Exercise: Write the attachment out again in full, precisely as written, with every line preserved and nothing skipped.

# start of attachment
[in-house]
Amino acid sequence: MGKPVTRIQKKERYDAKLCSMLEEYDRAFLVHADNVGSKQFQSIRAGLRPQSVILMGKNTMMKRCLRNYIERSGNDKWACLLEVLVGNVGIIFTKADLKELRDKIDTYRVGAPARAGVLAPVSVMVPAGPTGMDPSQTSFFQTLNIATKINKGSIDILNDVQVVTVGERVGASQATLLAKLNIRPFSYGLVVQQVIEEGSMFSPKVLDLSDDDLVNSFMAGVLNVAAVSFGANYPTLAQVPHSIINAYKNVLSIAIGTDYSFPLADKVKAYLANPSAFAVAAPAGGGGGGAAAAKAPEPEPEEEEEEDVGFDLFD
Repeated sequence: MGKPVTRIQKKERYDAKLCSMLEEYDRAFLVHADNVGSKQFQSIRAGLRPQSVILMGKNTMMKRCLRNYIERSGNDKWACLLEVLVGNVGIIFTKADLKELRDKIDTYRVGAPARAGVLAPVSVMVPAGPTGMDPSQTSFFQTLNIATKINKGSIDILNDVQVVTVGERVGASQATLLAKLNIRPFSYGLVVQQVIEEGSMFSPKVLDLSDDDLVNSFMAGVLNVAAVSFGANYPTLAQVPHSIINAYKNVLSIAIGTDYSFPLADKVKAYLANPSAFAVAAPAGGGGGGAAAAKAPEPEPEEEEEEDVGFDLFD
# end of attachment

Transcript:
[in-house]
Amino acid sequence: MGKPVTRIQKKERYDAKLCSMLEEYDRAFLVHADNVGSKQFQSIRAGLRPQSVILMGKNTMMKRCLRNYIERSGNDKWACLLEVLVGNVGIIFTKADLKELRDKIDTYRVGAPARAGVLAPVSVMVPAGPTGMDPSQTSFFQTLNIATKINKGSIDILNDVQVVTVGERVGASQATLLAKLNIRPFSYGLVVQQVIEEGSMFSPKVLDLSDDDLVNSFMAGVLNVAAVSFGANYPTLAQVPHSIINAYKNVLSIAIGTDYSFPLADKVKAYLANPSAFAVAAPAGGGGGGAAAAKAPEPEPEEEEEEDVGFDLFD
Repeated sequence: MGKPVTRIQKKERYDAKLCSMLEEYDRAFLVHADNVGSKQFQSIRAGLRPQSVILMGKNTMMKRCLRNYIERSGNDKWACLLEVLVGNVGIIFTKADLKELRDKIDTYRVGAPARAGVLAPVSVMVPAGPTGMDPSQTSFFQTLNIATKINKGSIDILNDVQVVTVGERVGASQATLLAKLNIRPFSYGLVVQQVIEEGSMFSPKVLDLSDDDLVNSFMAGVLNVAAVSFGANYPTLAQVPHSIINAYKNVLSIAIGTDYSFPLADKVKAYLANPSAFAVAAPAGGGGGGAAAAKAPEPEPEEEEEEDVGFDLFD